So the last time I wrote about the Derwent Graphic pencil range was after completing my Lion drawing. This time I have 2 pictures which I would like to talk about, “Thomas” the cat and “Boxer with Toy“.
Thomas is a commissioned pet portrait drawn on Daler Rowney Mixed Media paper. Boxer with Toy is a piece for London Art College and I decided to use Arches Hot Pressed Paper for the first time.
Both of these pieces are much darker in tone in comparison to the Lion so I used a wider range of the B pencils. I found the best pencil for the initial outline was 4H, slightly darker in tone to the 8H for the lion and a little easier to see in my opinion. Still as easy to lay down and pick up again with my putty eraser though.
The pencils laid down really well onto both of these papers. The mixed media paper has a rougher texture which for some pencils, I have found, means they don’t blend out too easily. What I like about these pencils is they are really good for blending, especially as you move up the B range. I use a bamboo clothe to smudge it and they blend great. I prefer this for larger areas and the tortillions for more specific areas.
The only downside to something that blends easy – you have to be careful about accidentally smudging! Keep that drawing hand on a clean piece of paper placed over your drawing and make sure it doesn’t move about too much. Any residue it picks up will spread over the rest of the drawing paper. However, because they are so easy to rub off it’s not a major issue, just a little annoying.
This time I had a breakage with the 8B pencil whilst sharpening it. Damn!
I may have mentioned before that I purchased a Swordfish sharpener which has made a massive difference to the point I can get on all my pencils. With the graphites there is an automatic “stop” so it shouldn’t over-do it and break the point, with the pastels it will just keep going!! I think I must have dropped the 8B at some point as it was the only one to keep breaking. Not sure, but will have to keep this in mind for the next piece.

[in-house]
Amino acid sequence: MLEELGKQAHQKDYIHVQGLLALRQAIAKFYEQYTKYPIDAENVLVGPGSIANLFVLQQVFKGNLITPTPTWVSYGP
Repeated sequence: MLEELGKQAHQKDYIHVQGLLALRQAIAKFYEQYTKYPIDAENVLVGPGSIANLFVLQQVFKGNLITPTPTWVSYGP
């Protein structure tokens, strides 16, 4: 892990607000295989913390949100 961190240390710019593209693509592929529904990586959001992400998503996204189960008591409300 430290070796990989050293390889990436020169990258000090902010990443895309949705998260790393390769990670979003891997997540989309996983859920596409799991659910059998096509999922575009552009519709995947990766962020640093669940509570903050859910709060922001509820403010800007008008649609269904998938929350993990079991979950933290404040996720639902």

With both these pieces I made quite a number of changes from the first step all the way until the end. It’s been awkward in the past to be able to undo mistakes at the end of a picture. Now I’m not saying you can delete major changes – I couldn’t delete half the face or a whole eye! – but I could certainly do more than with previous pencils. For example, Thomas’s tail wasn’t quite right. I’d made it a little too bushy. Not a problem – I could take it back and easily update it without too many issues.
The ball in the boxer picture was too dark also, which meant I was losing the spikes against the background. Not a problem! Putty eraser to the rescue and small dabs brought the graphite out just enough to show a little more detail. As I’ve mentioned, not major changes but little bits that I found more difficult with previous graphite pencils.
For the finer fur detail, even on the darker sections, the 4H/2H were what I found worked to give the definition. When a darker undertone is laid down, the harder pencil seems to do a lovely job of defining it and kind of smudging it out a little. It’s hard to explain but the harder pencil over the softer works really nicely in getting that detail.
- Easy to blend/smudge
- Easy to erase
- Soft, so great to draw with a light hand and still get good tone
- Nice range between each pencil in terms of tones and very easy to change the tone of an individual pencil with a little more pressure
- Easy to use on rougher surfaces as well as smooth.
- Although I had one pencil break it’s been the first so far which, compared to the previous Derwents, is very good going!
- Easy to smudge – watch that drawing hand! Make sure too to keep an eye on the material you use to lay over the drawing as this will pick up more graphite and work onto the rest of the paper.
- Sharp points can break far more easily on the higher numbered B pencils as they are soft.
And I am finding it hard to find more con’s! That’s got to be a good thing no?!